China's next round of anti-corruption inspections, which will run over the next few months, will focus on the Party leaderships of 32 state and Party organs, the Communist Party of China (CPC) Central Commission for Discipline Inspection (CCDI) said Wednesday.
Inspection teams will be dispatched to the National People's Congress, China's top legislature, and the top political advisory body, the National Committee of the Chinese People's Political Consultative Conference, the CCDI said in a statement.
They will also visit the Foreign Ministry; the Ministry of Public Security; the Ministry of Finance; the Ministry of Housing and Urban-Rural Development; the National Audit Office; as well as State Council organs in charge of legislative affairs and work related to Hong Kong and Macao, and overseas Chinese.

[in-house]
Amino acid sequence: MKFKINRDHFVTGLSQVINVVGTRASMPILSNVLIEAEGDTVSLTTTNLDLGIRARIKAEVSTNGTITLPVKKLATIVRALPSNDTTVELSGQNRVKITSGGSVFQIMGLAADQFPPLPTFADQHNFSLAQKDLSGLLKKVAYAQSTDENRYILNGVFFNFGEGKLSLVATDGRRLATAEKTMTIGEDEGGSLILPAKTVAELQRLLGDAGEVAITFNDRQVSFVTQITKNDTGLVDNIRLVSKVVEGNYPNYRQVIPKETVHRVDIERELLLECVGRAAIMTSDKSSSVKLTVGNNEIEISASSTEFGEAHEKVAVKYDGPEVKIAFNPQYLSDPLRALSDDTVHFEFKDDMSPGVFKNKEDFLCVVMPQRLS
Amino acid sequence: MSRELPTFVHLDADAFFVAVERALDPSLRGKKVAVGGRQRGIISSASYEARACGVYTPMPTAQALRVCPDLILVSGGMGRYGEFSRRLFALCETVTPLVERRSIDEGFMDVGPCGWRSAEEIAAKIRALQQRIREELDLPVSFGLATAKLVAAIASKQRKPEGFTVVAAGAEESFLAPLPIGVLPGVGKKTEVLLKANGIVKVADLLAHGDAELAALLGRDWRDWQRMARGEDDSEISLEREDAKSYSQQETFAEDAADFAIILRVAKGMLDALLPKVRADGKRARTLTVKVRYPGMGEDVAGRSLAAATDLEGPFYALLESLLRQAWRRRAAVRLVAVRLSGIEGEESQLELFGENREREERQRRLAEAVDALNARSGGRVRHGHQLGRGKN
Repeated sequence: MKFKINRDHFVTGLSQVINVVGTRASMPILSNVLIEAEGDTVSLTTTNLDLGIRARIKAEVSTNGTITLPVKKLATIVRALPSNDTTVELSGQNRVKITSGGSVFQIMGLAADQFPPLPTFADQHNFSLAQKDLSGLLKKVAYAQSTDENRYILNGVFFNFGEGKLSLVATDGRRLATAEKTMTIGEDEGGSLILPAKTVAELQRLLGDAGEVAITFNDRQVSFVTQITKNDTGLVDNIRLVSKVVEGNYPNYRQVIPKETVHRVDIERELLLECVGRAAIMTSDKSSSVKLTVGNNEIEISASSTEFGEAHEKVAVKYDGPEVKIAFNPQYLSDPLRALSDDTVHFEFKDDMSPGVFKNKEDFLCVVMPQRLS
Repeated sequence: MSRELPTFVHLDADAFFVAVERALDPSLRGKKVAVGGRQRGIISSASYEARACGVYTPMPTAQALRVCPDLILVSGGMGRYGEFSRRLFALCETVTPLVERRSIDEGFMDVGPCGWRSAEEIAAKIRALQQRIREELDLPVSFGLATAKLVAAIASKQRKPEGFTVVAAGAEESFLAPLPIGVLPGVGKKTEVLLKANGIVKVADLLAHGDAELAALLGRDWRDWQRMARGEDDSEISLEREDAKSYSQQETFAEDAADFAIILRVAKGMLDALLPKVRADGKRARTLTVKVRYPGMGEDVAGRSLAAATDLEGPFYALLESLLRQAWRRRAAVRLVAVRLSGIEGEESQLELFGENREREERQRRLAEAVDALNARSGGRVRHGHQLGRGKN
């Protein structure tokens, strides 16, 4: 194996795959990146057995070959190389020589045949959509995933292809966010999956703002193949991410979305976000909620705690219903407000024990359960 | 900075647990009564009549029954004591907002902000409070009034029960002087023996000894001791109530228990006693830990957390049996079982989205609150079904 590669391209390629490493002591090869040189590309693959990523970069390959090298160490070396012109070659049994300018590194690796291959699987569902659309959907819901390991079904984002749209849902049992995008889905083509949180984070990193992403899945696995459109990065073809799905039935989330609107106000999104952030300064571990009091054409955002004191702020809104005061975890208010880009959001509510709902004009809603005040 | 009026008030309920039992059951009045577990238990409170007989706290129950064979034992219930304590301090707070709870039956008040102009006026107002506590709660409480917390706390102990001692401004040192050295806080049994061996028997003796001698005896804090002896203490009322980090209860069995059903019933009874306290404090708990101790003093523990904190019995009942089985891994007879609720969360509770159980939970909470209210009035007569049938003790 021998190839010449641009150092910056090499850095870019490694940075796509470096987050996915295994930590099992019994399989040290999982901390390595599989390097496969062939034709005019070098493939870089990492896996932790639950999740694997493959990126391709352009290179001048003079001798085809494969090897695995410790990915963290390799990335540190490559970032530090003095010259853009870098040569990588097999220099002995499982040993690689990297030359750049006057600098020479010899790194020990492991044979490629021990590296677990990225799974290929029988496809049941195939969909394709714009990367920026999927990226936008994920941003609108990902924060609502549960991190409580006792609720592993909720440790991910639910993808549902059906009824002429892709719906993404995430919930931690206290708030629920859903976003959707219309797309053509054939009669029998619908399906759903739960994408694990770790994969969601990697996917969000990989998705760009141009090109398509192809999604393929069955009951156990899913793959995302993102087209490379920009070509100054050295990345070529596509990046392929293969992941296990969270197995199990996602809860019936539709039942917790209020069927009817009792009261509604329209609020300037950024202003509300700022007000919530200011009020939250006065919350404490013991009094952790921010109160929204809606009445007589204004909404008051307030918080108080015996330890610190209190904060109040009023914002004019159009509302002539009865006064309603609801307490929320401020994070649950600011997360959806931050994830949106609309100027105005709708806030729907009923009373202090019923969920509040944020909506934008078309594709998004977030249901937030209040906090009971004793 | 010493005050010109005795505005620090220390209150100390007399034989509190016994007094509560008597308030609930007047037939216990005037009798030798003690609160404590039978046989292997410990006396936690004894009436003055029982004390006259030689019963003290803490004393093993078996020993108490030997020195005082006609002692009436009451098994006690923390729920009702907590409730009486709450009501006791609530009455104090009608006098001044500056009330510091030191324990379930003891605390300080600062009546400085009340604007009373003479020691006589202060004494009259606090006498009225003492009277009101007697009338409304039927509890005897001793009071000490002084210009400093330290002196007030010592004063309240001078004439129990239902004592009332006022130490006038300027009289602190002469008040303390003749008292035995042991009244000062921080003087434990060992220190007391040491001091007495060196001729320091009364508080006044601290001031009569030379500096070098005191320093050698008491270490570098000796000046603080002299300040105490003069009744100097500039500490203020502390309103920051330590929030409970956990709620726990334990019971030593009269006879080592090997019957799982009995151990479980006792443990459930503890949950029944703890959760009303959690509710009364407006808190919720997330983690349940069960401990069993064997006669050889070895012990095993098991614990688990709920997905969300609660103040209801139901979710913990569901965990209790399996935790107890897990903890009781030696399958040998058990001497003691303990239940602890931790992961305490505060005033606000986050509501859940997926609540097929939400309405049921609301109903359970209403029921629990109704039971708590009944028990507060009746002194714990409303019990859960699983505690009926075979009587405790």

Party organizations, such as the United Front Work Department of the CPC Central Committee, the International Department of the CPC Central Committee, and a central leading group for the prevention and handling of cults, will also be scrutinized.
In addition, this round of inspections will include a reexamination of Tianjin Municipality and the provinces of Jiangxi, Henan and Hubei, all of which have been inspected in previous rounds.
At a meeting Wednesday on the new inspections, Wang Qishan, head of the CCDI, highlighted the role the inspections play in intra-Party supervision.
Inspectors should conform with the CPC Central Committee "in both thoughts and actions," and focus on party building, anti-corruption work and policy implementation.
They should also inspire institutional innovation to improve the Party, he said.